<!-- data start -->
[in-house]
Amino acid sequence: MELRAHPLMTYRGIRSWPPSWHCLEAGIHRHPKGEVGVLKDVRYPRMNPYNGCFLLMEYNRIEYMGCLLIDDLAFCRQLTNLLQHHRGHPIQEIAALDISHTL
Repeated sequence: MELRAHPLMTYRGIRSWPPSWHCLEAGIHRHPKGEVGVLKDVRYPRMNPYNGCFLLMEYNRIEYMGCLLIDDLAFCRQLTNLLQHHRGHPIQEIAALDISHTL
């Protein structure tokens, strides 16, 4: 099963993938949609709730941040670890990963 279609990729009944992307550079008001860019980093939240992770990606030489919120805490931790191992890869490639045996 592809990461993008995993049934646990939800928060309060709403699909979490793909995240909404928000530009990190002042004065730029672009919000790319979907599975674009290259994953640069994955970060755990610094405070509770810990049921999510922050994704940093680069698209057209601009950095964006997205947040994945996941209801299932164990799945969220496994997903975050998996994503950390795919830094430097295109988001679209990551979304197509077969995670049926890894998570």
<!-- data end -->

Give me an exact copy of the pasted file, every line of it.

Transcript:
[in-house]
Amino acid sequence: MELRAHPLMTYRGIRSWPPSWHCLEAGIHRHPKGEVGVLKDVRYPRMNPYNGCFLLMEYNRIEYMGCLLIDDLAFCRQLTNLLQHHRGHPIQEIAALDISHTL
Repeated sequence: MELRAHPLMTYRGIRSWPPSWHCLEAGIHRHPKGEVGVLKDVRYPRMNPYNGCFLLMEYNRIEYMGCLLIDDLAFCRQLTNLLQHHRGHPIQEIAALDISHTL
């Protein structure tokens, strides 16, 4: 099963993938949609709730941040670890990963 279609990729009944992307550079008001860019980093939240992770990606030489919120805490931790191992890869490639045996 592809990461993008995993049934646990939800928060309060709403699909979490793909995240909404928000530009990190002042004065730029672009919000790319979907599975674009290259994953640069994955970060755990610094405070509770810990049921999510922050994704940093680069698209057209601009950095964006997205947040994945996941209801299932164990799945969220496994997903975050998996994503950390795919830094430097295109988001679209990551979304197509077969995670049926890894998570």